Table 1 Characteristics of the study population
Table 2 Results of lung function and cardiopulmonary exercise testing (CPX)

Field observations

Field observations were made during 14 collection tours. Each subject was accompanied by a researcher. The tours began with an average one-hour drive to the first place of work (60.79 min SD 13.17). The collection tours consisted of 7 to 17 different stops in single-family homes, basements, flat buildings with or without lifts, or industrial premises. HR measurements were accidentally interrupted once by subjects 4 and 11 for 36 and 7 min, respectively (Additional file 4: Heartrate measurements in the field: subject 4 (03:50 – 04:26 h) and 11 (05:54 – 06:01 h)). The total quantity of compressed bulky waste collected during the field observations ranged from 2.43 to 5.31 metric tons (t), with an average of 3.9 t collected by five workers per shift. The driving intervals (Tint,driving) lasted on average 14.8 min (SD 4.1), and the intervals of handling bulky waste at each stop (Tint,C) lasted on average 16.4 min (SD 4.0). Approximately halfway through the shift, a 30-min lunch break was provided. See also the figures in Additional file 4: Heartrate measurements in the field showing HRfield over the duration of Tshift for each individual.

We observed an average HRshift of 102 bpm (SD 10.2), equivalent to 85.7% (SD 10.6) of HR at VT1 and an average RHRshift of 36.9% (SD 8.0). While collecting waste, the subjects showed a mean HRC of 116 (SD 11.9) with a mean RHRC of 51.3% (SD 10.2) as shown in Table 3. We found a mean \({\overset.{\mathrm V}\mathrm O}_{2,\mathrm{shift}}\) of 1267 ml/min (SD 161), which is on average 75.4% (SD 18.5) of the subjects VT1 or a RASshift of 49.4%\({\overset.{\mathrm V}\mathrm O}_{2,\max}\) (SD 9.3). The mean \({\overset.{\mathrm V}\mathrm O}_{2,\mathrm C}\) with 1599 ml/min (SD 206) is 95.1% (SD 22.7) of the subjects VT1 or 62.8%\({\overset.{\mathrm V}\mathrm O}_{2,\max}\) (SD 11). Further details are shown in Table 4. The calculated limits according to Wu & Wang (2002) for RHRshift,rec range from 19.9% to 28.3% and for RHRC,rec from 34.7% to 53.8%. RASshift,rec ranges from 30.9% to 36.5% and RASC,rec from 40.7% to 53.3% (Additional file 1: Recommended relative heart rate and aerobic strain) [17]. In general, heart rate and aerobic strain were higher in the field than these limits for both the whole shift (RHRshift, RASshift) and the time expended collecting (RHRC, RASC) as shown by plotting measured parameters against the calculated limit (Fig. 2). The mean differences were statistically significant (Table 5). For most of the participants, oxygen consumption in the field remained below the individual ventilatory threshold \(({\overset.{\mathrm V}\mathrm O}_{2,\mathrm{VT}1})\) as shown by the plot in Fig. 2. The difference for the whole shift was statistically significant (\({\overset.{\mathrm V}\mathrm O}_{2,\mathrm{shift}}-{\overset.{\mathrm V}\mathrm O}_{2,\mathrm{VT}1}=-491\) ml/min SD 382, p = 0.0015). Only the strain during the main task of manual collection of bulky waste \(({\overset.{\mathrm V}\mathrm O}_{2,\mathrm C})\) did not show a significant difference to \(({\overset.{\mathrm V}\mathrm O}_{2,\mathrm C}-{\overset.{\mathrm V}\mathrm O}_{2,\mathrm{VT}1}=-159\;\mathrm{ml}/\min\;\mathrm{SD}\;390,\;p\;=0.152)\).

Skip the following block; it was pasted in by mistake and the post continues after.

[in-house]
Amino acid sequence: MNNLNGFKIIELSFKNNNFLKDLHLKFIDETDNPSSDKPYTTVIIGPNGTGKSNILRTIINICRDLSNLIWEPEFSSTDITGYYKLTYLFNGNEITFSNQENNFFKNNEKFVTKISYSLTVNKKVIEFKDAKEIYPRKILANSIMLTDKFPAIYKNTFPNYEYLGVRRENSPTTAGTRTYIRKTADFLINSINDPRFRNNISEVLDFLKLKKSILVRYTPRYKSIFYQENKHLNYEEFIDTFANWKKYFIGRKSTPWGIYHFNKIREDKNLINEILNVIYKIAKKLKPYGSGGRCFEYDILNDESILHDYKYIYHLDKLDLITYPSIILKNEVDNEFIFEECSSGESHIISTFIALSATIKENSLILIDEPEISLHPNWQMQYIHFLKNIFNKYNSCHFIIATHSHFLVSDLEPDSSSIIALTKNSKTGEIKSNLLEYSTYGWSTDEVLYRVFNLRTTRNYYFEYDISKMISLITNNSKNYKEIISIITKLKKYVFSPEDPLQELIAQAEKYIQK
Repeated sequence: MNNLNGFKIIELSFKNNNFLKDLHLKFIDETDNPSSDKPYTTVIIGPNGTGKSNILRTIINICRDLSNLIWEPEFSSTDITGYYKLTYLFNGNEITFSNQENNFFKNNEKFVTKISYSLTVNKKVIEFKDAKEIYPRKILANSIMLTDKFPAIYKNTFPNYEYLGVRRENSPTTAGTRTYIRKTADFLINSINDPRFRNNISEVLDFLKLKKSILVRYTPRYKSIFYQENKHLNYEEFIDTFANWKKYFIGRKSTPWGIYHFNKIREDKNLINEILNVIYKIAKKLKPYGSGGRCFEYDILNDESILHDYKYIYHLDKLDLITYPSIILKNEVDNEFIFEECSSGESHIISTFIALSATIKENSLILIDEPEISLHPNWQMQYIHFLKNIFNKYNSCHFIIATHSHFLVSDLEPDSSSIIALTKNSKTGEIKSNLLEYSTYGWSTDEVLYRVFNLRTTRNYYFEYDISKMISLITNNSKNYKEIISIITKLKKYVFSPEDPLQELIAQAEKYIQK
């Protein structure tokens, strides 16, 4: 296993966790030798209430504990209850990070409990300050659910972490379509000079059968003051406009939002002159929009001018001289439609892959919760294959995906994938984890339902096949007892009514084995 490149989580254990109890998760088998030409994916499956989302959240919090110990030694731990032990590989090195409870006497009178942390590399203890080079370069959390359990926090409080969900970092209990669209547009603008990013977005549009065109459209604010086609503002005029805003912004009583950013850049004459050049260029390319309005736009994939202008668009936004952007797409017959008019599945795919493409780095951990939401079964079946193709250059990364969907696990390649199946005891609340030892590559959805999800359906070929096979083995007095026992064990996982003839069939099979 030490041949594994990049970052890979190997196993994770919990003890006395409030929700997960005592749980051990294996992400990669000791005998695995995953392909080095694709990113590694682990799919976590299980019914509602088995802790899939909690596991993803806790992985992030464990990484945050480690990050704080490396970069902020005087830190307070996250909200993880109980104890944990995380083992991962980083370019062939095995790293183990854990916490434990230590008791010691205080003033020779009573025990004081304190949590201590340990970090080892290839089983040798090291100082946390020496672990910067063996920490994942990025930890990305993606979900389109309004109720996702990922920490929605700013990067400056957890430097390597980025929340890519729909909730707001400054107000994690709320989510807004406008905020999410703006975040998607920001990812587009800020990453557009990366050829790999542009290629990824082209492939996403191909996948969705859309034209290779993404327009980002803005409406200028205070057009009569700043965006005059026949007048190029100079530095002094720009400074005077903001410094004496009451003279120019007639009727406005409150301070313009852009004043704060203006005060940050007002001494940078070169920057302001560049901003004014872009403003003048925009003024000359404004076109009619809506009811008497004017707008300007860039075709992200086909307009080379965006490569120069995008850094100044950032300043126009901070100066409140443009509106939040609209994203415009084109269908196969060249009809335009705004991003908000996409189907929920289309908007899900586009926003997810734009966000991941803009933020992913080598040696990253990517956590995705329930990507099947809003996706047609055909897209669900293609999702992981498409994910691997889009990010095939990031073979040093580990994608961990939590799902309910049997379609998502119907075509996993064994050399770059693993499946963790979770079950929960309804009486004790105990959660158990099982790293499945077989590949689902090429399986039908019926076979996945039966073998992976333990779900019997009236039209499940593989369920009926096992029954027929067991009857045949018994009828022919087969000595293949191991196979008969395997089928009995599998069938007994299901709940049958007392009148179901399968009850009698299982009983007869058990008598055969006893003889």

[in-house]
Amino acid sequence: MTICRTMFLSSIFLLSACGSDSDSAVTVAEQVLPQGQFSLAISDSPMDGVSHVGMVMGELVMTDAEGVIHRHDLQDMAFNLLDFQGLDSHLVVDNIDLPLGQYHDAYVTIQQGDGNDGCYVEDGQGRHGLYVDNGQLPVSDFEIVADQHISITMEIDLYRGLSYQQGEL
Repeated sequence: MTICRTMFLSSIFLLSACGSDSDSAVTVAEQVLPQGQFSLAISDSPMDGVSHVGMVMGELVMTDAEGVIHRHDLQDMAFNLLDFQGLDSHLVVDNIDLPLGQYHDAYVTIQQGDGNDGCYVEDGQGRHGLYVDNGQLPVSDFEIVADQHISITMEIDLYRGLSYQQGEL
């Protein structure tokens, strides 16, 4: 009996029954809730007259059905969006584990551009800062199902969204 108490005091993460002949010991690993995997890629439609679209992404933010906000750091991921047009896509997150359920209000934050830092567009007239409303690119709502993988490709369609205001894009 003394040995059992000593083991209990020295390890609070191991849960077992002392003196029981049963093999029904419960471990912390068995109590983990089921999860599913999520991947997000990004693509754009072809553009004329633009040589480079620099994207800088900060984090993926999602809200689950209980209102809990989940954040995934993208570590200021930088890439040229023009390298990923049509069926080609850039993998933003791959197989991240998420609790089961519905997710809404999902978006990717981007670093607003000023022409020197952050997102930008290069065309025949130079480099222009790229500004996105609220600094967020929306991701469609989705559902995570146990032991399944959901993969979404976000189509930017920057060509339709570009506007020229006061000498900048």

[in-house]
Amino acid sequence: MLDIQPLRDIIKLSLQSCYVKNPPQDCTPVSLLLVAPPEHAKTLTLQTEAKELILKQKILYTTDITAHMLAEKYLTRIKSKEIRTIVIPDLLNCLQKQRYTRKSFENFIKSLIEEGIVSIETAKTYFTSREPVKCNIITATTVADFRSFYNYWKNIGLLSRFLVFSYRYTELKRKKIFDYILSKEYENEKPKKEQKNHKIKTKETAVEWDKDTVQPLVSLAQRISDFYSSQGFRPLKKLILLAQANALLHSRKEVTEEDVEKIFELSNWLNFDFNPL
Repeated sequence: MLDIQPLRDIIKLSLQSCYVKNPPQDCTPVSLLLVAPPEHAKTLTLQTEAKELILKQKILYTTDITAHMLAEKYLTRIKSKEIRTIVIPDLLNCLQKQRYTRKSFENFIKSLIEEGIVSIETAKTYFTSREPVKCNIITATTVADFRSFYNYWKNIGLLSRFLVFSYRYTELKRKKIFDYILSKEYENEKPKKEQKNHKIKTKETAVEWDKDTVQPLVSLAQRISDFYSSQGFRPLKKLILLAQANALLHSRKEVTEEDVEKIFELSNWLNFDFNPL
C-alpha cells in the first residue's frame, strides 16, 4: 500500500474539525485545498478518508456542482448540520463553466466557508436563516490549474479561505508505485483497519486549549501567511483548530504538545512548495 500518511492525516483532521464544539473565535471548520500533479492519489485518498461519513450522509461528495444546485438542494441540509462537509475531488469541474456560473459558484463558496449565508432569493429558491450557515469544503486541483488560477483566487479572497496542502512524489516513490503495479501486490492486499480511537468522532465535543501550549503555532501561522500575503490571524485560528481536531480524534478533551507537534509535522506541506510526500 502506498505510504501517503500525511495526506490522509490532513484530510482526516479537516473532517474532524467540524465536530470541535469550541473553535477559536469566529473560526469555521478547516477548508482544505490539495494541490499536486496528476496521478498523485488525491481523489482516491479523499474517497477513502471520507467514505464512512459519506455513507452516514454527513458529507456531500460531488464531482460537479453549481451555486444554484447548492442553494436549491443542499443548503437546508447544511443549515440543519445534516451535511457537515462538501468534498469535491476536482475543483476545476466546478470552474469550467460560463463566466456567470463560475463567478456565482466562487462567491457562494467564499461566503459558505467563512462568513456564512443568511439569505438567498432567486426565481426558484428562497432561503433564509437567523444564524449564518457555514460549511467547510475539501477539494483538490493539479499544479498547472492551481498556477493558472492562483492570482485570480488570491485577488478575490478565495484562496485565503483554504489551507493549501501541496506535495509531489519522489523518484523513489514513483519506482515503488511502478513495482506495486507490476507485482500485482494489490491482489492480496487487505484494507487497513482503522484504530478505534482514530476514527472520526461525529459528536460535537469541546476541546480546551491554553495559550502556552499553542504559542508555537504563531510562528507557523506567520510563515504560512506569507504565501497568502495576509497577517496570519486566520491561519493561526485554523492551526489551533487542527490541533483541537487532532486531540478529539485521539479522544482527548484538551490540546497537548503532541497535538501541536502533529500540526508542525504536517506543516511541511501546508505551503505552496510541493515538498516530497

Table 3 Results of time and of heart rate (HR) measurements in the field
Table 4 Results of the calculated oxygen uptake in the field
Fig. 2
figure 2

The individual measurements of \({\mathrm{RHR}}_{\mathrm{shift}}\;\mathrm{and}\;{\mathrm{RHR}}_{\mathrm C},\;{\mathrm{RAS}}_{\mathrm{shift}},\;{\mathrm{RAS}}_{\mathrm C},\;{\overset.{\mathrm V}\mathrm O}_{2,\mathrm{shift}}{\overset.{\mathrm V}\mathrm O}_{2,\mathrm C}\) in relation to the recommended limits for prolonged occupational work according to [17] and \({\dot{\mathrm{V}}\mathrm{O}}_{2,VT1}\)  

\({RHR}_{shift}\) Individual mean relative heart rate (RHR) during Tshift, RHRshift,rec The calculated maximum recommended RHR for Tshift [17], RHRC Individual RHR during TC, RHRC,rec The calculated maximum recommended RHR for TC [17], RASshift Individual mean relative aerobic strain (RAS) during Tshift, RASshift,rec The calculated maximum recommended RAS for Tshift [17], RASC Individual RAS during TC, RASC,rec The calculated maximum recommended RAS for TC [17], \({\overset.VO}_{2,shift}\) Individual mean oxygen consumption (\(\mathrm{\overset{.}{V}O}_2\)) during the individual shift, \({\overset.VO}_{2,VT1}\) Individual oxygen consumption at ventilatory threshold (VT1), \({\overset.VO}_{2,C}\) Individual mean \(\mathrm{\overset{.}{V}O}_2\) during the individual total time collecting manually bulky waste from the premises of the customer summed over the duration of Tshift (TC)

Table 5 The differences between markers of physical strain and the recommended limits for prolonged occupational work [3, 17]